Notwithstanding the interdict which now suspends eTolling until this case has received a full review in court, the authorities recent decision to postpone eTolling is just another example of how poorly this matter has been handled. Five postponements and almost a year after the initial planned launch, SANRAL are still not ready. We are of the opinion that they will never be able to be ready, because in reality, it is only possible to introduce legislation and processes that are practically possible to apply and enforce. eTolling is not supported by the majority of citizens. It is also simply impractical and unenforceable and this this is what SANRAL and the authorities are now starting to realize. By trying to force an unpopular decision on its citizens, the authorities may fast be realizing that this is not a good recipe for a healthy relationship with its people.

We remain hopeful that all parties will find each other prior to the court review, but if this is not the case, we will continue to represent South African road users interests while we seek a more efficient solution to our funding challenges.

— Ends —


OUTA (Opposition to Urban Tolling Alliance) Press Release

15 April 2012

Department of Transport published the Gauteng e-Toll tariffs in the Government Gazette (#35263) on Friday 13th April and have displayed tactics to try and force the public to register their vehicles with SANRAL, by introducing a new tariff which is almost 6 times higher than the tagged user. To date, the upper limits were indicated at R0.58c per kilometre for non-tagged light vehicles and discounted rate of R0.30c for tagged users. SANRAL have now introduced a new “alternate user” category which has never been mentioned before, of R1.74c per km. This is a shocking new rate for those who do not register their vehicles on the SANRAL database, tag or no tag.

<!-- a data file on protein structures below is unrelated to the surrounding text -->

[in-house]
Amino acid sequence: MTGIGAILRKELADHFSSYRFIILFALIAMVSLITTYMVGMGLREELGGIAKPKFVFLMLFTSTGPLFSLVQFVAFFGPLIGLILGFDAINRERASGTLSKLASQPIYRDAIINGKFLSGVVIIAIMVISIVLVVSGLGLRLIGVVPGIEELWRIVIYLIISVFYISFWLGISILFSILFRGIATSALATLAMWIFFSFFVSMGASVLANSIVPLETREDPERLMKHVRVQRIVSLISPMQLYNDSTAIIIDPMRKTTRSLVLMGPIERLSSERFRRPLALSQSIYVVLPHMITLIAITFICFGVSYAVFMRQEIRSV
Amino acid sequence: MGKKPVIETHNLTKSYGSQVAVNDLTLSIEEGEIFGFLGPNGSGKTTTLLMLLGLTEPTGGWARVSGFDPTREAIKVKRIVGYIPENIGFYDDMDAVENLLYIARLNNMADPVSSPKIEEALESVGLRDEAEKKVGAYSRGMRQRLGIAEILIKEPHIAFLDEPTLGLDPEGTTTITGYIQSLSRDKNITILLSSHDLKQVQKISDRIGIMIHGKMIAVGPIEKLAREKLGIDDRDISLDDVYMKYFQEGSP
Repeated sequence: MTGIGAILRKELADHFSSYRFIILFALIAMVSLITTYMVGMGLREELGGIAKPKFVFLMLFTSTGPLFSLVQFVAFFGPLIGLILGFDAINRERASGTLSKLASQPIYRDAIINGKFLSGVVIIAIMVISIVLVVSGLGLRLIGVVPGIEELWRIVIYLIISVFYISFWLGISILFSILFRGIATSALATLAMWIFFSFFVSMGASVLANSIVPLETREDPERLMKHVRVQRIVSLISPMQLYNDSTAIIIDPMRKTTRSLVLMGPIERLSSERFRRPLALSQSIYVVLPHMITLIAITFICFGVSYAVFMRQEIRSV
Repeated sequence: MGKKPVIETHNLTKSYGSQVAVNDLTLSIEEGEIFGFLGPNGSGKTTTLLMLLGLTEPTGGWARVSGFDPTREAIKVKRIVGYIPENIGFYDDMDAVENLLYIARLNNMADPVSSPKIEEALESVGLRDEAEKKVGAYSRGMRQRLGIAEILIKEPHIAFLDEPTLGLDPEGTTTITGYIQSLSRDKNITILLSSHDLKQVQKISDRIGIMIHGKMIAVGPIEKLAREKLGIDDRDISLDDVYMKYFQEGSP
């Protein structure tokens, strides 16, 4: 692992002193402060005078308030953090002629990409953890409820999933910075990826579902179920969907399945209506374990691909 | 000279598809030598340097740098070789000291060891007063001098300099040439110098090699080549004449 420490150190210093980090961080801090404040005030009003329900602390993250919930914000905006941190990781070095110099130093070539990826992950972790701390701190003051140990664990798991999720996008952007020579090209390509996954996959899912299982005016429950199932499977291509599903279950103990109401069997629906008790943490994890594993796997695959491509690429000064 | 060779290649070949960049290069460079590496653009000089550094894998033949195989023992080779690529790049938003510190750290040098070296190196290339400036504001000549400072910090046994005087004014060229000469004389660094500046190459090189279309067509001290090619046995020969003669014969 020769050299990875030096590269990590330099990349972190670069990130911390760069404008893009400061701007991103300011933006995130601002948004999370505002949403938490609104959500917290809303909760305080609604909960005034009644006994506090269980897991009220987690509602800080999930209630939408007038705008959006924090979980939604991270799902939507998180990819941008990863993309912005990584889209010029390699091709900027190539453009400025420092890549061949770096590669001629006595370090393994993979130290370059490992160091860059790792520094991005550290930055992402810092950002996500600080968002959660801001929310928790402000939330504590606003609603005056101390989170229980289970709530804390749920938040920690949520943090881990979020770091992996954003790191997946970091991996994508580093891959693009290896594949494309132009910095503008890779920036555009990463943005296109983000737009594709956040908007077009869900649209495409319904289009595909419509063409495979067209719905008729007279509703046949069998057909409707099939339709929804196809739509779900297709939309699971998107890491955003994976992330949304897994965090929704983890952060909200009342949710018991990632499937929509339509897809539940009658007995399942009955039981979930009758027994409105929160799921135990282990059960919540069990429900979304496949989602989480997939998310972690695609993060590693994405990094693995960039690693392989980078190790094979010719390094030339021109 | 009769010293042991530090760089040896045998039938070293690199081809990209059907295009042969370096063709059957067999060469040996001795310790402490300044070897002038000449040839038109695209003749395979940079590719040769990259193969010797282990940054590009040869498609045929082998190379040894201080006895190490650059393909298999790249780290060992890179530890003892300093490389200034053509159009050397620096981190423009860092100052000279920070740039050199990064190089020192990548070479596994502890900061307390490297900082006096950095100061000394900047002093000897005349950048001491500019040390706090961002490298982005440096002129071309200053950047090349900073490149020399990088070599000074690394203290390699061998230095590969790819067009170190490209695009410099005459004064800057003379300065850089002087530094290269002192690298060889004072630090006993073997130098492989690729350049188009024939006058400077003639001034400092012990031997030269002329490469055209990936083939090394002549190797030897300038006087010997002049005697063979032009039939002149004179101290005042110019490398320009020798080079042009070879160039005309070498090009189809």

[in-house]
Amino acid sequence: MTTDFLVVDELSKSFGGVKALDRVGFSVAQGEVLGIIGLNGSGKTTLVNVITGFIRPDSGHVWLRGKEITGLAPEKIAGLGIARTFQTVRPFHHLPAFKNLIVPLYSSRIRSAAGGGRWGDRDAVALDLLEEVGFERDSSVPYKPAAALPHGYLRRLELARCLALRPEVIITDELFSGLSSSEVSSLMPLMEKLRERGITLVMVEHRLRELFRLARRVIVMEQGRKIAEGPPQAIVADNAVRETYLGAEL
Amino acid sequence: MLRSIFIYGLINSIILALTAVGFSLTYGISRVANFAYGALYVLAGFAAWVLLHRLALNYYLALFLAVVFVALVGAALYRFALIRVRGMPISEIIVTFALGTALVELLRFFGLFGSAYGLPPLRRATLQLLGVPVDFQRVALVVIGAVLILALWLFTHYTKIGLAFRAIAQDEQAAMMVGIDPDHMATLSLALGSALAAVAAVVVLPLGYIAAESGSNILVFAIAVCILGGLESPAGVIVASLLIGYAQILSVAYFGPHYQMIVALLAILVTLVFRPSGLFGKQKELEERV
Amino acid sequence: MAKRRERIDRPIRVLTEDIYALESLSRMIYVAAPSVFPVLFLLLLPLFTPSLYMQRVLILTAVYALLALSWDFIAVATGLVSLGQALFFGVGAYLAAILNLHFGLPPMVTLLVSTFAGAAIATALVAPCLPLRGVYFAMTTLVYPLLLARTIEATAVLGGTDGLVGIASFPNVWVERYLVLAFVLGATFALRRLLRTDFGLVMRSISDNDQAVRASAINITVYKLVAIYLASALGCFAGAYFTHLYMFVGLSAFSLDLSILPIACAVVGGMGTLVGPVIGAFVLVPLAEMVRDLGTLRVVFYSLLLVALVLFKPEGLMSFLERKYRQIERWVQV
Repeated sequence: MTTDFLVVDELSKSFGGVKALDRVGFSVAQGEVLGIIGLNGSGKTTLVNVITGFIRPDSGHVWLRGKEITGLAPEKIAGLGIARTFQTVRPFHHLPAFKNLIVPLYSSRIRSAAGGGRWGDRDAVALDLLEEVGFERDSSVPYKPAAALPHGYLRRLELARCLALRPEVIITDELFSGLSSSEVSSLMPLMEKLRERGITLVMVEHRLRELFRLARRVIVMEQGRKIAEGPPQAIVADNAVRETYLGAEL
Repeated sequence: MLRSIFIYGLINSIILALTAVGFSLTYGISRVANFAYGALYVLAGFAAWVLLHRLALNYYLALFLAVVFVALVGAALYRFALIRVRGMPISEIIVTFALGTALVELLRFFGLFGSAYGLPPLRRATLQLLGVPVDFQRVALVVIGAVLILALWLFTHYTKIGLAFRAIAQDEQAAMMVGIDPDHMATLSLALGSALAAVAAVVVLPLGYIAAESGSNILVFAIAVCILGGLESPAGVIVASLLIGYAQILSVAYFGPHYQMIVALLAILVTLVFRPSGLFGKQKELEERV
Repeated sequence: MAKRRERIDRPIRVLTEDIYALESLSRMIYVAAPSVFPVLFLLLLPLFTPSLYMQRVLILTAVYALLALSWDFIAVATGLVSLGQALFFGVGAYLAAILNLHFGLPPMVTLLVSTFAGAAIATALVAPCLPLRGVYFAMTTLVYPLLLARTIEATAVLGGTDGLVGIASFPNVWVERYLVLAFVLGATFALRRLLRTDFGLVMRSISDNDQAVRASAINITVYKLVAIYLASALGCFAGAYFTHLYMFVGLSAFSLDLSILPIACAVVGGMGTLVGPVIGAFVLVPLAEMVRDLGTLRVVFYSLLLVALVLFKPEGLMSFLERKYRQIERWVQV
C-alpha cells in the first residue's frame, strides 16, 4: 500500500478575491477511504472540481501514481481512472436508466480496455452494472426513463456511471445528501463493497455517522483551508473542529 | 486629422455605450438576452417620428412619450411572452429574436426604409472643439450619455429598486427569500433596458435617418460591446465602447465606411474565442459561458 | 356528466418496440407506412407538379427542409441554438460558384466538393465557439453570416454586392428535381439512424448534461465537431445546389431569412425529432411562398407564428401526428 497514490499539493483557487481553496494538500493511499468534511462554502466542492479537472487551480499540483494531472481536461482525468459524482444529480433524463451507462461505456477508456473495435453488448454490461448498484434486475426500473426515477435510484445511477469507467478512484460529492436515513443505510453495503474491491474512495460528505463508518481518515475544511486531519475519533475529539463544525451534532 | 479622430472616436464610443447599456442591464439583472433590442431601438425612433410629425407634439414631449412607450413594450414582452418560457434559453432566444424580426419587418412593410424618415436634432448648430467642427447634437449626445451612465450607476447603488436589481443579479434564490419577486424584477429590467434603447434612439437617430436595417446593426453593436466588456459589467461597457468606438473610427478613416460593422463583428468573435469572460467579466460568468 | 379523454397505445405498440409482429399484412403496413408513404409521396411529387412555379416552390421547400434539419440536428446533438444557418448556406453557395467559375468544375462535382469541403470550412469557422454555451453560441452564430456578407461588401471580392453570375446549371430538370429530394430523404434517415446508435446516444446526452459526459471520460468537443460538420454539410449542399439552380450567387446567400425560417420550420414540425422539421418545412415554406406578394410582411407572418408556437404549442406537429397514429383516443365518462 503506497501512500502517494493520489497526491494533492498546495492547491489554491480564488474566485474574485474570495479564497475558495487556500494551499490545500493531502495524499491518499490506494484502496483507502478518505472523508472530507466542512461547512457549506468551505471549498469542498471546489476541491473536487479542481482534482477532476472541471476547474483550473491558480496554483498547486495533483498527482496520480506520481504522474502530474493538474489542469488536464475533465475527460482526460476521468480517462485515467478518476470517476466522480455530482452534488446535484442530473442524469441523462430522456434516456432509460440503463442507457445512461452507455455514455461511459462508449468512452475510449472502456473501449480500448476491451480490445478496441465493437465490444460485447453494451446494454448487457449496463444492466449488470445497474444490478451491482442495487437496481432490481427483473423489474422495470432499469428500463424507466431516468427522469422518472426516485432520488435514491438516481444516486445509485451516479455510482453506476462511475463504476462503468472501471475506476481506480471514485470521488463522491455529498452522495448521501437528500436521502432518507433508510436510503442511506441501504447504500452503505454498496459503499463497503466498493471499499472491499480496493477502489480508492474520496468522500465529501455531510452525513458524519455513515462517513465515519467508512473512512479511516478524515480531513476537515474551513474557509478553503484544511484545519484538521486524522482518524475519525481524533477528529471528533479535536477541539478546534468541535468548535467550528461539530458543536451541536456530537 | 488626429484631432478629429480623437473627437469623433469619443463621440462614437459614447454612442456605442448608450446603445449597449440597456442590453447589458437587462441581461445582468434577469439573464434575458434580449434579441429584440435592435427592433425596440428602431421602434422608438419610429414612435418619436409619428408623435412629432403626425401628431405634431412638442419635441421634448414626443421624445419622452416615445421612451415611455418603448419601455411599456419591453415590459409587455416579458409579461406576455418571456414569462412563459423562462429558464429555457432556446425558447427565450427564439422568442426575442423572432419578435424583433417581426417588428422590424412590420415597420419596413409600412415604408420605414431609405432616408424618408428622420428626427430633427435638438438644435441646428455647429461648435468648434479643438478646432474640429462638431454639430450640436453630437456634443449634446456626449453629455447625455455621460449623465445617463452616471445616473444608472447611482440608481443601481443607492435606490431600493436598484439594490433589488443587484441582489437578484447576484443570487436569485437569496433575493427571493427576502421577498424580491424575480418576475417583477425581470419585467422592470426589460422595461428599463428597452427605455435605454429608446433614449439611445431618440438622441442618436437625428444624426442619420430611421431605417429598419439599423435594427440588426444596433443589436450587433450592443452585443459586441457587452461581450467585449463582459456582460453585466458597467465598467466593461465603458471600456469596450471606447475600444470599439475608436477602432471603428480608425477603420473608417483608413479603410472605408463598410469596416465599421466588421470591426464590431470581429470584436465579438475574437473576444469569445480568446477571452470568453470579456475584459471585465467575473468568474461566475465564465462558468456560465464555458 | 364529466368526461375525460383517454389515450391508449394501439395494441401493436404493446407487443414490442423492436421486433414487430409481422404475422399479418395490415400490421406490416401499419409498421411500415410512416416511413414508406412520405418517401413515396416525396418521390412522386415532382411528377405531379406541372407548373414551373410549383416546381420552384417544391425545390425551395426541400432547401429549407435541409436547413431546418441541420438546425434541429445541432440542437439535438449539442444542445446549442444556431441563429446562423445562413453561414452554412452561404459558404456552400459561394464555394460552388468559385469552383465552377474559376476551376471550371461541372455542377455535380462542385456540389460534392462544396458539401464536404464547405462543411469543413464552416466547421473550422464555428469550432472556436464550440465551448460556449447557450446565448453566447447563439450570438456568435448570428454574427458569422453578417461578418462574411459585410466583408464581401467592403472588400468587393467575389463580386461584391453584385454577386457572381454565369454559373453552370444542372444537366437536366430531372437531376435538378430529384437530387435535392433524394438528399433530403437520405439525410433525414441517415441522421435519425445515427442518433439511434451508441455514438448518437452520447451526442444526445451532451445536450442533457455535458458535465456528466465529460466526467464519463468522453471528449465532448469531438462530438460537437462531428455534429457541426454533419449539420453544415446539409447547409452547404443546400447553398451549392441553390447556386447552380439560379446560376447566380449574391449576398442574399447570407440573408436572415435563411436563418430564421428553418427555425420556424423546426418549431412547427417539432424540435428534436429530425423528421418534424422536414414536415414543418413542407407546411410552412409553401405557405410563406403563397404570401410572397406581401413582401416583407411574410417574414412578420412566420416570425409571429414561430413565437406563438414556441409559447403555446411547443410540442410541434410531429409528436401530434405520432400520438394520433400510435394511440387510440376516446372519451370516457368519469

download: Toll-tariff-Gazette April-13 2012 _1-35263 13-4-Transp.pdf 3MB

This brings a whole new dimension to the matter and begs the question, what is the difference between an e-tag and non e-tagged vehicle (ie Vehicle License Number – VLN) when registering with the SANRAL e-Toll system? Clearly this new category rate of R1.74c / km for the road user who chooses not to register their vehicle with SANRAL will be seen as exorbitant and a ‘bully-boy’ tactic to force people to register. One wonders on what grounds are these gross variances are justified. No doubt this is a new issue that may have to be urgently brought before the National Consumer Commissioner and will probably have implications for the engagement process that took place with the Commission last week between the DA and SANRAL.

It is also important to note that the Gazette has made no mention of the tariff exemptions for minibus taxis and commuter busses. In the absence of any details at this late stage, it must be assumed that they are in fact not exempt. The absence of clarity on the criteria for exemptions has further implications for both vulnerable groups (e.g. pensioners, mobility impaired). In addition, the tourism industry which has numerous permitted vehicles and drivers similar to minibus taxi operators, have good reason to expect that they should also qualify for exemptions.

This once again highlights the lack of transparency and insincere approach by SANRAL which may further drive a wedge between the citizens of Gauteng and the authorities on the matter of e-tolls.

Issued by: Wayne Duvenage

Chairperson- OUTA (Opposition to Urban Tolling Alliance)
Cell: 082 884 6652



Friday 23 March 12

Since the proud birth of our new democracy in South Africa, we have not seen such resistance and public outcry against a decision taken by our government. The calls to oppose e-tolling of Gauteng’s Freeway Improvements (GFIP) are loud, filled with anger and a growing resentment toward this unnecessary burden.  It is a sad day when a nation’s government develops a tense and threatening relationship with its people, when trying to force an unjust and unpopular decision into being, as is the case with this e-tolling project.